While this holding might ostensibly follow common sense, this Note demonstrates that the Court's much-overlooked holding undermines the very purpose of derivative sovereign immunity, and thus should be overturned in an appropriate subsequent case. (29) This Note further argues that the Supreme Court's holding in Campbell-Ewald Co. v. Gomez runs counter to the Court's jurisprudence and could have far-reaching inefficient implications, including monetarily incentivizing the federal government to integrate vertically the production of goods and services that could otherwise be provided by the private market at lower social costs. (30)

This Note proceeds in four Parts. Part I analyzes the development and history of derivative sovereign immunity. Part II focuses on how the holding in Campbell-Ewald contradicts the Court's jurisprudence and argues that the Court's unworkable standard will create uncertainty for private entities that contract with the government. Part III considers the unintended consequences of Campbell-Ewald's holding, including the increased costs of using government contractors who will inevitably increase prices to offset the costs of expected litigation. Part III also predicts that the quality of services and products available to the government will diminish, as potential independent contractors who lack the risk appetite sufficient to take on the increased risk imposed by the Court's Campbell-Ewald holding will exit the market. Part IV argues that the increased monetary costs to the government of outsourcing projects to private firms could lead the government to integrate vertically to take over the functions in question because it will incur lower pecuniary costs in doing so. The Note concludes that this result would be both normatively undesirable and economically inefficient because the private sector could produce the relevant good or service at a lower social cost.


    This Part analyzes the development and history of derivative sovereign immunity. The first Section discusses Yearsley v. W.A. Ross Construction Co., the landmark case in which the Supreme Court recognized the government contractor defense for the first time, (31) and how derivative sovereign immunity developed in the area of public works. The next Section explores the development of the derivative sovereign immunity doctrine in the area of products liability and in the military contractor context. The final Section examines the Court's application of derivative sovereign immunity to [section] 1983 cases, which illustrates how the Court has expanded the doctrine of derivative sovereign immunity to include service contracts as well as contracts for manufactured goods and public works.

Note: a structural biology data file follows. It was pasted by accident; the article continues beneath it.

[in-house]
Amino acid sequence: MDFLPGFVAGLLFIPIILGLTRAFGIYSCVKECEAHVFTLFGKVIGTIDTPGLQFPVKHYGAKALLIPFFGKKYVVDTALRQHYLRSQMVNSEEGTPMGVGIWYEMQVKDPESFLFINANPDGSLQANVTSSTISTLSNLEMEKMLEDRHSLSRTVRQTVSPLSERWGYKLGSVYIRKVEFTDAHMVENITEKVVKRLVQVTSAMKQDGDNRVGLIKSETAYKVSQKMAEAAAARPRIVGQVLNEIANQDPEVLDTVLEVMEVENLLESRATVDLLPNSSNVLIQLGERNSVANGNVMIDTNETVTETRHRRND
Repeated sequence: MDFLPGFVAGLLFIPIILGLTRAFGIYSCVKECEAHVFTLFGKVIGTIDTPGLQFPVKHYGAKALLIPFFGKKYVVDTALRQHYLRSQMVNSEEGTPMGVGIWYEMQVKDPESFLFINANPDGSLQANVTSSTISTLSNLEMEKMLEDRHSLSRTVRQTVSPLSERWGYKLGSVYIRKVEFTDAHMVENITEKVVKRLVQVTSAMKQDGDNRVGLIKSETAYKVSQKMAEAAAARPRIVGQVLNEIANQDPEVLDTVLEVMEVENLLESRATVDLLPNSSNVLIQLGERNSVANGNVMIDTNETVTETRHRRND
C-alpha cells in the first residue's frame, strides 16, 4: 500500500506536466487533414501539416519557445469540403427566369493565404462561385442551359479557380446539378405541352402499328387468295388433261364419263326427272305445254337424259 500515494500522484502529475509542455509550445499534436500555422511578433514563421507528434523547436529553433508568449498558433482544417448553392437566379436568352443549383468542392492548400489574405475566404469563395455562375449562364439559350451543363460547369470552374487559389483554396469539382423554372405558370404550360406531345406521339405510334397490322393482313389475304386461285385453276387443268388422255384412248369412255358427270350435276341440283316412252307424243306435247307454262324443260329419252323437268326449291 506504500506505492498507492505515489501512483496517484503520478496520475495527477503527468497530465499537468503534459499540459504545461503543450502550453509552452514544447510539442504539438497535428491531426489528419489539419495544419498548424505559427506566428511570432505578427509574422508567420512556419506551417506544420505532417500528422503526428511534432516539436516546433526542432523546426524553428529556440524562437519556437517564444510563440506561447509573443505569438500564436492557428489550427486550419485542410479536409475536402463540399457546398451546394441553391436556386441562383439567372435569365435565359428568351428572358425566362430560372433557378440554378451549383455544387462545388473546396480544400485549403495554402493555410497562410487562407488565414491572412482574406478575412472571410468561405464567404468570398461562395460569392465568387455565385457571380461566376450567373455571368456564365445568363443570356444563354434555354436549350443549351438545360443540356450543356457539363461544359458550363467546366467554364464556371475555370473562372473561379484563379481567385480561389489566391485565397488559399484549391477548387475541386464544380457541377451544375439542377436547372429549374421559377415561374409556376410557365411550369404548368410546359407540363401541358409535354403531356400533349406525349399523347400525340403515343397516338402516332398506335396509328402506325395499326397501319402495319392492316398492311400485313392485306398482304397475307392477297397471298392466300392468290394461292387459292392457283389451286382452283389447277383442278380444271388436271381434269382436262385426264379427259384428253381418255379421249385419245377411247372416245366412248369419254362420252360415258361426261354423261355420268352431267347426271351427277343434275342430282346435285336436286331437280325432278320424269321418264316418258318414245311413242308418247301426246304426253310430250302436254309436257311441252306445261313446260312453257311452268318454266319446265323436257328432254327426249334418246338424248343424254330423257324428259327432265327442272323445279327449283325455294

A. Derivative Sovereign Immunity's Foundations in Public Works

    In its seminal derivative sovereign immunity case, the Supreme Court held that there is no liability on the part of a contractor when the government has validly conferred on it the authority to execute a project and that project is within the authority of the government to undertake. (32) In Yearsley, the government hired a contractor to improve navigation on the Missouri River, which required building several dikes along the river. (33) The plaintiffs in the case sued the contractor after the construction had caused flooding of ninety-five acres of the plaintiffs' farmland. (34) The Supreme Court held that the contractor was not liable for the resulting damages based on an agency theory of derivative sovereign immunity, concluding that "[t]he action of the agent is 'the act of the government.'" (35) Thus, the Yearsley rule afforded protection to contractors from liability when the contractor had followed the government's guidelines, had acted under authority that has been validly conferred, and had served as an agent of the government. (36)

    The Fifth Circuit Court of Appeals applied Yearsley to an environmental case, concluding that private companies could not be liable for alleged environmental damages caused by their dredging activities performed pursuant to contracts with the federal government." There was no allegation that the companies lacked authority to develop or maintain the Mississippi River Gulf Outlet (MRGO). (38) The Fifth Circuit held that the companies were executing Congress's will in dredging the MRGO, as evinced by the fact that the federal government paid companies to dredge the MRGO on an annual basis. (39) Finally, there was no allegation that the companies deviated from Congress's direction or expectations. (40) Thus, the Fifth Circuit, relying on Yearsley, confirmed that, when a contractor has performed the will of the government and the government conferred the authority properly, the government contractor is not liable for any resulting damages to private parties. (41)